A little math shows how important this fact is. For something between 99% of our existence as a species (with the shortest estimate of when speech developed) to 99.99975% of our existence (with the longest estimate), we have only communicated with each other through sound. Either directly, or for a small slice of the most recent little bit, symbols that represent sounds.

It’s no accident our first written language was broken down by syllables. Syllables are single sounds, and sound is how we had been communicating at least since the development of anything we can call language. When we first developed written words to communicate ideas, they were single sounds.

And guess what?

That’s what we still do. And this is the payoff for the prehistoric history lesson. The only thing we’ve done with language since the Egyptians started associating syllables with pictures is tweak that system. The Greeks developed the first “true” alphabet, with consonants and vowels, and every writing system since is either a collection of symbols that represent syllables (e.g., the Chinese “alphabet”) or symbols that combine to form syllables (like I’m doing right now as I type this and you’re doing right now as you read it).

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It hasn’t even changed all that much

 

We didn’t evolve to read

…writing evolved (or was developed) to work with the already existing part of our brain that hears sounds. We haven’t had time to evolve, anyway. In the first place, 5,000 years isn’t enough time to evolve much –unless you’re a virus or other simple organism, Also, hardly any people have been reading for much of the 5,000 it’s been an option. Literacy has ebbed and flowed over the millennia, with a few high points if you happened to live in Rome or ancient Greece at the right time, but for the most part, we’ve been an illiterate bunch for all but about the last 300 years. Chaucer and Dante were writing for the ten percent of the population who could read, but the other ninety percent couldn’t tell Dante from Danielle Steel.

The Bottom Line

Humans have always communicated through sound. Ironically enough, that’s precisely what a writer is doing, too. Our brains have not had time to develop “reading” abilities. Instead, we have created a system that uses symbols to represent (or combine to represent) sounds – i.e., syllables. The part of our brain we use to process written words is the same part we use to listen to someone talk. As far as our brains are concerned, they’re doing the same freaking job.

This is only the first step on our journey through the whole process this series will cover, but it is a crucial one. The first thing a reader does when she looks at letters on the page is (almost always nonconsciously) translate those letters into sounds. Not words, not images or ideas – syllables. Those syllable/sounds are then “heard” by the brain and combined to form words. That process (and the things that can interfere with it going smoothly) will be a big focus of this series. All of it is predicated on the fact that all human language – spoken, sung, written, or however it comes – is the same thing as far as our brains are concerned.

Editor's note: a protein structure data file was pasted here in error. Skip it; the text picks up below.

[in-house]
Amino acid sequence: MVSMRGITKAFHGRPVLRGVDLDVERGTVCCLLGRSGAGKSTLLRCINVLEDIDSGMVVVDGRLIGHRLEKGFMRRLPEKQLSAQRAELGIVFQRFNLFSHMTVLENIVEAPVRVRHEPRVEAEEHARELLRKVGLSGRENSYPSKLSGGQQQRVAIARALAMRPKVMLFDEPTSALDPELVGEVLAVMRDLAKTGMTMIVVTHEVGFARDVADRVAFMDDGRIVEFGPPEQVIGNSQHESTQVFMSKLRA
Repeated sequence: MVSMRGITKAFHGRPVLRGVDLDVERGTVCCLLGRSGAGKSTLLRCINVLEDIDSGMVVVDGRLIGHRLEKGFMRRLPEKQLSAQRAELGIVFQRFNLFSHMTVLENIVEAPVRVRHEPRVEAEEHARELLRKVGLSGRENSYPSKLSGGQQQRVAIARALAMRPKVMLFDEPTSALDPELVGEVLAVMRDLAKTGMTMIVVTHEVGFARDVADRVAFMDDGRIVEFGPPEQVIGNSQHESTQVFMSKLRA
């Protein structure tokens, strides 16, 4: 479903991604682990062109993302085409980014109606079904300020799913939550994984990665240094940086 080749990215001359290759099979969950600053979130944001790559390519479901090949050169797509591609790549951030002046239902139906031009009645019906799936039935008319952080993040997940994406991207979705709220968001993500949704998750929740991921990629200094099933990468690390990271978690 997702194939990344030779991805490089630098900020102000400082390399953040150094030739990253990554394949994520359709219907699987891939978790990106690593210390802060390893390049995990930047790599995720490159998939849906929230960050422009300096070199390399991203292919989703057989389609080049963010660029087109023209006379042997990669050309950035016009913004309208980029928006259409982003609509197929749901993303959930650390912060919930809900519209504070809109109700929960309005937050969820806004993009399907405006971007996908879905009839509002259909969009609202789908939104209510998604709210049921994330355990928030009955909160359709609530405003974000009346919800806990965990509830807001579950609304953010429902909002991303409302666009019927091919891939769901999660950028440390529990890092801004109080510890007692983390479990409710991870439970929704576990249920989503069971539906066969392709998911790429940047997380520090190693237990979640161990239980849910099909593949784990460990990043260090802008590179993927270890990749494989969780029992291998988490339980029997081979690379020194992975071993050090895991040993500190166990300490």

Coming up next…

The weird way we created a system of writing that works ideally with eyes that spent a few million years only worried about hunting and gathering.

This is Your Brain on Words Part One: Series Prologue – er, Forward. Whatever, it’s like a summary but you can skip it if you want.

This post is the first part in a series that will attempt to answer the question: What happens when someone reads a story? The question is simple. The answer, to the extent there is consensus in the scientific community with respect to certain aspects of the answer, is complicated as hell. It’s also fascinating.

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This is your brain on words

By “What happens?” I mean, literally, what physiologically happens –from the retinal/foveal response in the eyes through the neurotransmitters all the way to creation of a little mind movie in the reader’s head. By “head” I mean the squishy, wet, amazingly complex organ that evolved for millions of years without seeing a single written word. Spoiler alert: that part about evolution is really important.

Who gives a shit?

Anyone who is interested in building a mind movie in readers’ heads, I hope. Not that I think Dickens or Nabokov gave a shit about neurobiology while writing. They were damned good at knowing its outcomes, though, and those outcomes have a lot to do with why they wrote so well. Their works, as well as every book read before or after, were all consumed in precisely the same way. It starts with a pair of retinas (actually, the fovea within those retinas). If things go well, it ends with the reader’s imagination showing him or her images that elicit real emotions. Being overly analytical, I can’t help but wonder how that magic happens. Also, I don’t believe in magic.